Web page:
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City of Charlottetown begins process of deciding fate of Sir John A. Macdonald bench statue

The bench statue of Sir John A. Macdonald at the corner of Victoria Row and Queen Street in Charlottetown shows the effects of having been sandblasted earlier this week after it was doused with red paint.
The bench statue of Sir John A. Macdonald at the corner of Victoria Row and Queen Street in Charlottetown shows the effects of having been sandblasted earlier this summer after it was doused with red paint. - Dave Stewart
CHARLOTTETOWN, P.E.I. —

The City of Charlottetown has begun the process of deciding the future of the bench statue of Sir John A. Macdonald.

The city’s economic development, tourism and event management committee discussed the issue at a meeting on Tuesday.

The city plans on reaching out immediately to a number of stakeholders in the Indigenous community — including L’nuey, the Native Council of P.E.I. and the Mi’kmaq Confederacy of P.E.I. — to begin a dialogue on what the long-term solution should be.

“Let’s get a group of people around the table. We need a small but powerful group together to bring all the pieces of information together.’’

- Mayor Philip Brown

City council voted unanimously on June 26 to leave the statue in place at the corner of Victoria Row and Queen Street until consultations were held with key stakeholders. The statue has been the subject of much controversy following anti-racism demonstrations on P.E.I. as well as reactions to the deaths of two Indigenous people in New Brunswick as a result of confrontations with police.

The city was then inundated with calls and emails. Some people want the statue removed, period. It was around this time that the statue was vandalized with a splash of red paint. The city paid $1,200 to have the paint sandblasted off.

City workers clean off red paint dumped on the John A. Macdonald statue on June 19.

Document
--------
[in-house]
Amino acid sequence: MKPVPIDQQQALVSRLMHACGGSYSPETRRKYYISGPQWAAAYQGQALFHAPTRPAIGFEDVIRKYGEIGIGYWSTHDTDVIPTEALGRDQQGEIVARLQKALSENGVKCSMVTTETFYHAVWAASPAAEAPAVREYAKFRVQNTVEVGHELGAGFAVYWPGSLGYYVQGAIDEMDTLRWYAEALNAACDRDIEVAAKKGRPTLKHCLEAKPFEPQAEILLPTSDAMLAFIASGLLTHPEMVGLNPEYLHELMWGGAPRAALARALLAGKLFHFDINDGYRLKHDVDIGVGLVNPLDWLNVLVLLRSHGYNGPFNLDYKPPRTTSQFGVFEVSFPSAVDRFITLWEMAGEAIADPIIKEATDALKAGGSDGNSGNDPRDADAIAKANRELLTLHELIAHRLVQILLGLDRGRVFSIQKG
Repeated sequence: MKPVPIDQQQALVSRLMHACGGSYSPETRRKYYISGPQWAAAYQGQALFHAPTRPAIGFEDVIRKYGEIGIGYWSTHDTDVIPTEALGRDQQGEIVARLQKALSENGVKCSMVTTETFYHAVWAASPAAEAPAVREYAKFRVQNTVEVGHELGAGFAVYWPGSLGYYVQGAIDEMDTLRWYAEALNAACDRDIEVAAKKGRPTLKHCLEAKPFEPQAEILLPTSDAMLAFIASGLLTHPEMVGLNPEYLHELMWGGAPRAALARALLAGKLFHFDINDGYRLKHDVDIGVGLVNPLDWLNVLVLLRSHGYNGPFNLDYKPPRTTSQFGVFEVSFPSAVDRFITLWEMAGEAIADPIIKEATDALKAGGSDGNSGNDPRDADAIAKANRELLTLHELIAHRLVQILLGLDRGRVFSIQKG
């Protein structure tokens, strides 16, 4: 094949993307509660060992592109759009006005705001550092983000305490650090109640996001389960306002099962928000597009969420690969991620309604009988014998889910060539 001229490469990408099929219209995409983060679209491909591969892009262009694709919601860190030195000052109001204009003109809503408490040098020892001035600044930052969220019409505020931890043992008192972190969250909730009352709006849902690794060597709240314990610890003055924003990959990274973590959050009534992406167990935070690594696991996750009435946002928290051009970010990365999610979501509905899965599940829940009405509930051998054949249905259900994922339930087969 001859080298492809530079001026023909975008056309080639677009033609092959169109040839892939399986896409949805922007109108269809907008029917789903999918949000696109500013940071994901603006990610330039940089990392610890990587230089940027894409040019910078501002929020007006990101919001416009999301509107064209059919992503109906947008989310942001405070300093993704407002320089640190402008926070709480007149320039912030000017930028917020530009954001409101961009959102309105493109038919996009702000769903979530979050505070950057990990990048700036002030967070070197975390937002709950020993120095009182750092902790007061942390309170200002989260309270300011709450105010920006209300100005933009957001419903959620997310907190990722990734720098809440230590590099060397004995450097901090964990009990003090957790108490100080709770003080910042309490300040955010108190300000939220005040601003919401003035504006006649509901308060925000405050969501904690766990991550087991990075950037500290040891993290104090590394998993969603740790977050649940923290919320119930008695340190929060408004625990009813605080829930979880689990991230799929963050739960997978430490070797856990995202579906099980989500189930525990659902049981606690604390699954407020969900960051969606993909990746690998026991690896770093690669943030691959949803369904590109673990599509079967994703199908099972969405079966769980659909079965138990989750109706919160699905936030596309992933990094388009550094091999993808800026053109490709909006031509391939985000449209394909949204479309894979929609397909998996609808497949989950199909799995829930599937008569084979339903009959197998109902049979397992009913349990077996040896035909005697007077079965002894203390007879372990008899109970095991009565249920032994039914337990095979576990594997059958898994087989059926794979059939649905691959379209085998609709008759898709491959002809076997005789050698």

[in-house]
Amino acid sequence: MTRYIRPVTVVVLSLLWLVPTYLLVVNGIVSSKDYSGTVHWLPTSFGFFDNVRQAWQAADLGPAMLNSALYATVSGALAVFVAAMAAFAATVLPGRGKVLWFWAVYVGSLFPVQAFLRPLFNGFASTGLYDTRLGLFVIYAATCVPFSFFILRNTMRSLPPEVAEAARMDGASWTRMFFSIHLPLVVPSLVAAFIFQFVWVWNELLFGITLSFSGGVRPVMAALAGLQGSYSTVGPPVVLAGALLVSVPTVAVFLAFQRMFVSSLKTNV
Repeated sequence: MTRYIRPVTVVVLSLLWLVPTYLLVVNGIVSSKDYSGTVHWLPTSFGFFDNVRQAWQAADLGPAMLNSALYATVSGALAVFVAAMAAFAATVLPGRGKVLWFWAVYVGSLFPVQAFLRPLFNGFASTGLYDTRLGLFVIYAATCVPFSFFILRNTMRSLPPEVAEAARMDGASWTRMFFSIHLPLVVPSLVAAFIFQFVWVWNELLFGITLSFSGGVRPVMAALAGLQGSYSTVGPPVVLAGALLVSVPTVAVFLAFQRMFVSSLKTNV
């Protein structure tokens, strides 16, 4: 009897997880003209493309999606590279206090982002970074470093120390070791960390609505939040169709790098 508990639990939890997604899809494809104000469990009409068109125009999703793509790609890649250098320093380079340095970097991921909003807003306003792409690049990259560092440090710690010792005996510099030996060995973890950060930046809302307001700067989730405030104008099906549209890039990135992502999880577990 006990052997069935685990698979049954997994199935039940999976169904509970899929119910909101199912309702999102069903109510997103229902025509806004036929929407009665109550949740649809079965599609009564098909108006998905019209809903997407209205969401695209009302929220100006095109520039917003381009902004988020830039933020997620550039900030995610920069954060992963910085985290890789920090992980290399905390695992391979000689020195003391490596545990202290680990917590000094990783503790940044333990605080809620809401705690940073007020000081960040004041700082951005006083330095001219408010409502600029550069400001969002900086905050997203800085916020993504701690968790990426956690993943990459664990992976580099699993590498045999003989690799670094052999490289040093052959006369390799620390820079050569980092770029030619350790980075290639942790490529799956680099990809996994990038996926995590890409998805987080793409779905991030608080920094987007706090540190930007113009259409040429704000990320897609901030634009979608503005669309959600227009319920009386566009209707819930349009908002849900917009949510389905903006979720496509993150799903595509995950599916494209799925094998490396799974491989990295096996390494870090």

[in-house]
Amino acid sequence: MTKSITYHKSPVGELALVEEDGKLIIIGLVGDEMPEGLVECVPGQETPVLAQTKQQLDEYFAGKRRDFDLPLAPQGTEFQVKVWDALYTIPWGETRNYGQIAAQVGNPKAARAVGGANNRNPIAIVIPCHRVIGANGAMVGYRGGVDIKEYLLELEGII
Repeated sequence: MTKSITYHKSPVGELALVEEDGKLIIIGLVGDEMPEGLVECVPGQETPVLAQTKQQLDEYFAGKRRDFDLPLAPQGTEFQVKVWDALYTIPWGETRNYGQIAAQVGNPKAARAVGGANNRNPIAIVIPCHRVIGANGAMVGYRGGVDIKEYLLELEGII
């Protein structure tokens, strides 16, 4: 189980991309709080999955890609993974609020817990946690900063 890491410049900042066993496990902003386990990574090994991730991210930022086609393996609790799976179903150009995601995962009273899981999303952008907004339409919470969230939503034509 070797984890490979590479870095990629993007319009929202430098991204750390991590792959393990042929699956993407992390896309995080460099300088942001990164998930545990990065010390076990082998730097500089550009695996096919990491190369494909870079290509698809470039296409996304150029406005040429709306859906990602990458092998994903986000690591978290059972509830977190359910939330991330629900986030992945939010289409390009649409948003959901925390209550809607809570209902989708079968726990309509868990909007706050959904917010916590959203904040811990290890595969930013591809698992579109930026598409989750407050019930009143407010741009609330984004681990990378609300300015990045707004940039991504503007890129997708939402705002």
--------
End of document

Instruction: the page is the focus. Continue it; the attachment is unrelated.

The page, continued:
City workers clean off red paint dumped on the John A. Macdonald statue on June 19.

 

The Colorado artist, Mike Halterman, recently told The Guardian he has received hate emails from people opposed to the statue. 

There is a plaque next to the statue that briefly goes into Macdonald’s role as Canada’s first prime minister and in Confederation but there is no mention of his role as the architect of residential schools which separated Indigenous children from their parents and led to abuse and problems that have festered for more than a century.

Coun. Alanna Jankov, a member of the economic development, tourism and event management committee, said the city can’t drag its heels on this issue and stressed the importance of getting input from a cross-section of the Indigenous community.

Coun. Alanna Jankov
Coun. Alanna Jankov

 

Mayor Philip Brown, who sits on all of the standing committees, said he’s already been having discussions with those in the Indigenous community and with Ed MacDonald, a history professor at UPEI.

“Let’s get a group of people around the table,’’ Brown said.

“We need a small but powerful group together to bring all the pieces of information together.’’

Brown also talked about bringing Halterman up to restore the statue.

Halterman told The Guardian that it’s his work and no one else is to touch it.

However, Jankov said it’s too early to consider paying Halterman to restore the statue, explaining that a decision has to be made first whether the statue is going to stay or go, long term.

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